A 40m-wide grass moustache has been grown in Somerset in support of one of the UK’s biggest annual charity campaigns.
British Seed Houses (BSH) grew the giant moustache as a tribute to Movember – a month-long sponsored moustache-growing competition that raises awareness and money for men’s prostate and testicular health.
The grass “mo” was grown for BSH by the company’s agricultural sales manager for southern England, Andrew Cook, on his own farm near Wedmore in north Somerset. It is a high-sugar mo comprising mainly Aber HSG perennial ryegrasses.
The idea was the brainchild of John Gilbert (pictured above right), chairman of Germinal Holdings. His son William Gilbert – MD of subsidiary company BSH, pictured above left – is championing Movember and has already donated £1,000 from BSH to kick-start the fundraising for this year’s campaign.
Organisers at Movember liked the pictures so much they’re going to use them in their own nationwide promotions, but BSH also has plans to use the field-scale moustache to raise the profile of Movember within the farming industry.
WIN A TRIP TO NEW YORK
BSH is offering an all-expenses-paid trip for two to New York for the best Movember effort from within the farming community.
The company is also encouraging the younger generation to get involved in a separate challenge for Young Farmers’ Clubs. There’s a cash prize of £500 for the club that comes forward with the best interpretation of the Movember challenge.
Email pictures to email@example.com or tweet them to @aberforage to enter. More information at www.britishseedhouses.com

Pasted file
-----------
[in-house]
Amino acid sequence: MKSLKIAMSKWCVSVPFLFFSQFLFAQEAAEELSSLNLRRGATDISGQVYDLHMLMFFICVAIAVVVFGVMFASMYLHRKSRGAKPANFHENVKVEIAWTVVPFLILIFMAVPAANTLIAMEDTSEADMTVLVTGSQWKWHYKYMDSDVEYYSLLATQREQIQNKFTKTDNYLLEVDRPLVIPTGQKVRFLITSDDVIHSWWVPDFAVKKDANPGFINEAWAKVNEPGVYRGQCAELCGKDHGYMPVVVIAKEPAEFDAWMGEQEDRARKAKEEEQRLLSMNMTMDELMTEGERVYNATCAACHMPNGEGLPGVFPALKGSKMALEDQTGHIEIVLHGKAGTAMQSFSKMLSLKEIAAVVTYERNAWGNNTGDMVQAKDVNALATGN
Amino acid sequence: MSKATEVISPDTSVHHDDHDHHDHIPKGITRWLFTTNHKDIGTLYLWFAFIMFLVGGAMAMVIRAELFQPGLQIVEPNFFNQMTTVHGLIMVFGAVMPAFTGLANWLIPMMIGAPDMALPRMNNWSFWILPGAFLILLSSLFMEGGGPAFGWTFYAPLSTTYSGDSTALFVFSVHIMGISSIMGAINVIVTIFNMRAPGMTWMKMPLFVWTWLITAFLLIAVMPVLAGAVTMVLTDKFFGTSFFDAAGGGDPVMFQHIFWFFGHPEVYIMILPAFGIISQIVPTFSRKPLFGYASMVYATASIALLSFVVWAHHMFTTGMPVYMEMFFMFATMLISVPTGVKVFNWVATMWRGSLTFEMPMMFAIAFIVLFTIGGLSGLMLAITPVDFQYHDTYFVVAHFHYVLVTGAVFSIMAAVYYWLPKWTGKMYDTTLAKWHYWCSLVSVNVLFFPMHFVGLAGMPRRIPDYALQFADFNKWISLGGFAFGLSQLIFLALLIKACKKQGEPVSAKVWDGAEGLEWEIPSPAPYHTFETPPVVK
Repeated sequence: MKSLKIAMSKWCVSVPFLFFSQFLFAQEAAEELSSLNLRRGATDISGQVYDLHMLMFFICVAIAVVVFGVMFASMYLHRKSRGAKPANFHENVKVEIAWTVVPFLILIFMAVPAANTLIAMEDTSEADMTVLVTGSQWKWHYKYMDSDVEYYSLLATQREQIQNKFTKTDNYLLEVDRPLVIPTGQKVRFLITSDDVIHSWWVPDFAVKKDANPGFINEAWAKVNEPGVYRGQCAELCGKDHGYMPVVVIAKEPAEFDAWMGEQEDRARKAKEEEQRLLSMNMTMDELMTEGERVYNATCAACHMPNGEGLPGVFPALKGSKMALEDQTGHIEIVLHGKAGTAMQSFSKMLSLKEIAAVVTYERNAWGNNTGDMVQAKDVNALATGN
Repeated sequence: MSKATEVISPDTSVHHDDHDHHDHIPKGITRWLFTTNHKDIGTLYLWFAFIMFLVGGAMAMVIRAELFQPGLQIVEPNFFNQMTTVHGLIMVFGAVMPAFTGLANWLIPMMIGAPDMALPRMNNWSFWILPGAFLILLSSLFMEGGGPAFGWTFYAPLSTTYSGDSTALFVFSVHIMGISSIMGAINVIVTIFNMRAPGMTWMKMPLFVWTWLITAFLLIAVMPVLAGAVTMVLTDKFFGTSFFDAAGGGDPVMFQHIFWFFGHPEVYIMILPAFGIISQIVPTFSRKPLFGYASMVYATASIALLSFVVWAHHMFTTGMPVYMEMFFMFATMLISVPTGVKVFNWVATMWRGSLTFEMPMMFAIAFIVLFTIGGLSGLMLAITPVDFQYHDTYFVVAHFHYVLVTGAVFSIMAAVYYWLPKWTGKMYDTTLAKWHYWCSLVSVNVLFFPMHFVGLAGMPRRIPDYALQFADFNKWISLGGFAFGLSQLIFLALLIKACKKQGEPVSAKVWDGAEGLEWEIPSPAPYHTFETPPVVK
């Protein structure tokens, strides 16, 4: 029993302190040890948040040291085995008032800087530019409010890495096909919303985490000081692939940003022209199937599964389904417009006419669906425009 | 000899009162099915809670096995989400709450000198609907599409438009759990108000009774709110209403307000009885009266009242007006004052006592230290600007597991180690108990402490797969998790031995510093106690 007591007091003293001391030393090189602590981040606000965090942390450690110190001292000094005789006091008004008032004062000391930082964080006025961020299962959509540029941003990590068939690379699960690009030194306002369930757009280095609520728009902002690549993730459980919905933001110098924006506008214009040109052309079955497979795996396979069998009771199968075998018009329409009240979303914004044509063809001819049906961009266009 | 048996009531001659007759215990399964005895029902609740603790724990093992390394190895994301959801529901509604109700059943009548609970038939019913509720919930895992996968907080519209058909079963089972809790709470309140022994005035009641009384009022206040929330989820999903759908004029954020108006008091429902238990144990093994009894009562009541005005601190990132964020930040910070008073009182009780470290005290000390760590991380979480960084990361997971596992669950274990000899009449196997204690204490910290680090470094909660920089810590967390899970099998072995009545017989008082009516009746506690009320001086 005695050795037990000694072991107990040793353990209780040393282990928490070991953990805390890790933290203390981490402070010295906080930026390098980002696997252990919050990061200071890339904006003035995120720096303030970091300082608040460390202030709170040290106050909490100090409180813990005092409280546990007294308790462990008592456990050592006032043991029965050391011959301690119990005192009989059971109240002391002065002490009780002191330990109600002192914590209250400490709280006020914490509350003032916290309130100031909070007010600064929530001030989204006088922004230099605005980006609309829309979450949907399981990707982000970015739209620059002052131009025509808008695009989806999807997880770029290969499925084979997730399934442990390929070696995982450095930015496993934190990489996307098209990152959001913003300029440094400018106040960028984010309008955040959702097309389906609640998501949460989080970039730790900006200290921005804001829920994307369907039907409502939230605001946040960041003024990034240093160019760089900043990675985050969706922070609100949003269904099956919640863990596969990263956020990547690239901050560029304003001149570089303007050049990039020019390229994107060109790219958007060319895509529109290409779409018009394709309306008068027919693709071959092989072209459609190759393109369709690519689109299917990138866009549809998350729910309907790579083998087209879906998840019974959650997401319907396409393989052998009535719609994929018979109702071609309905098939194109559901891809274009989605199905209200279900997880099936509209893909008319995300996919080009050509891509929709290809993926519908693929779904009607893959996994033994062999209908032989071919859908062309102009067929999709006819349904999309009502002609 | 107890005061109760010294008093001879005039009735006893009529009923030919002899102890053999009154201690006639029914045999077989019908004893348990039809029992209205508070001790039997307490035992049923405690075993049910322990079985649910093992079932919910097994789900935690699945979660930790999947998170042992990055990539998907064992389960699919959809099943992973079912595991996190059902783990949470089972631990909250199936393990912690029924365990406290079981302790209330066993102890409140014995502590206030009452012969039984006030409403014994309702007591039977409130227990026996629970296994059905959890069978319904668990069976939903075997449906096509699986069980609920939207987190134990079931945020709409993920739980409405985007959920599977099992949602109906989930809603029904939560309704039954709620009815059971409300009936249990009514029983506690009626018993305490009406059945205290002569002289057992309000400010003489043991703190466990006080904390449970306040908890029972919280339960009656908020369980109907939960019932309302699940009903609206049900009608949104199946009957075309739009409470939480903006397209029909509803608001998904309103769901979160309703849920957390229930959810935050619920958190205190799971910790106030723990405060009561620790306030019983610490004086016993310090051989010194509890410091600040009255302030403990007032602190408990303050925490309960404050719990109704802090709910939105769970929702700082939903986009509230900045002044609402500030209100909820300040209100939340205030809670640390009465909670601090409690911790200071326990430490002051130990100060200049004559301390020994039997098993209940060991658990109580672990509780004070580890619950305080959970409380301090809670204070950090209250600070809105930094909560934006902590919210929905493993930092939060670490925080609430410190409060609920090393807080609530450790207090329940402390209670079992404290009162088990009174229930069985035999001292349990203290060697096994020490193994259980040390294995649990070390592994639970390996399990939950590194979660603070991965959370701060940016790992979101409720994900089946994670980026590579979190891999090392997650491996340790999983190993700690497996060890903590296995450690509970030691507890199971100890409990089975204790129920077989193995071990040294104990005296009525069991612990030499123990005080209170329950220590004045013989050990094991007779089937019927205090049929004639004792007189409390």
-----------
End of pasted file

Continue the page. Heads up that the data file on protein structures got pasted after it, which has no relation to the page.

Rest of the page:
“My father and I visit our business in New Zealand regularly and have noticed the Movember moustache-growing phenomenon increase in NZ and Australia over the past 10 years,” said William Gilbert.“There is undoubtedly greater awareness of men’s health issues there as a result – not least among their farmers.
“Movember is established in the UK, too, but there is always more that can be done to push these important messages. We hope our grass mo will help bring the message home to more farmers and the wider agri-trade. More moustaches around the markets could be fun to see, but what would be better is greater awareness of symptoms, quicker action and fewer long-term health issues as a result.”
Clean-shaven participants sign up at the start of the month when they pledge to grow and groom a moustache for the whole of November. Throughout the month, generous friends, family and colleagues sponsor them for their mo-growing efforts.
On 30 November, participants celebrate their journey by throwing a Movember party, before finally shaving their top lip.
Last year, moustache growers around the world raised nearly £80m for causes related to prostate and testicular health.
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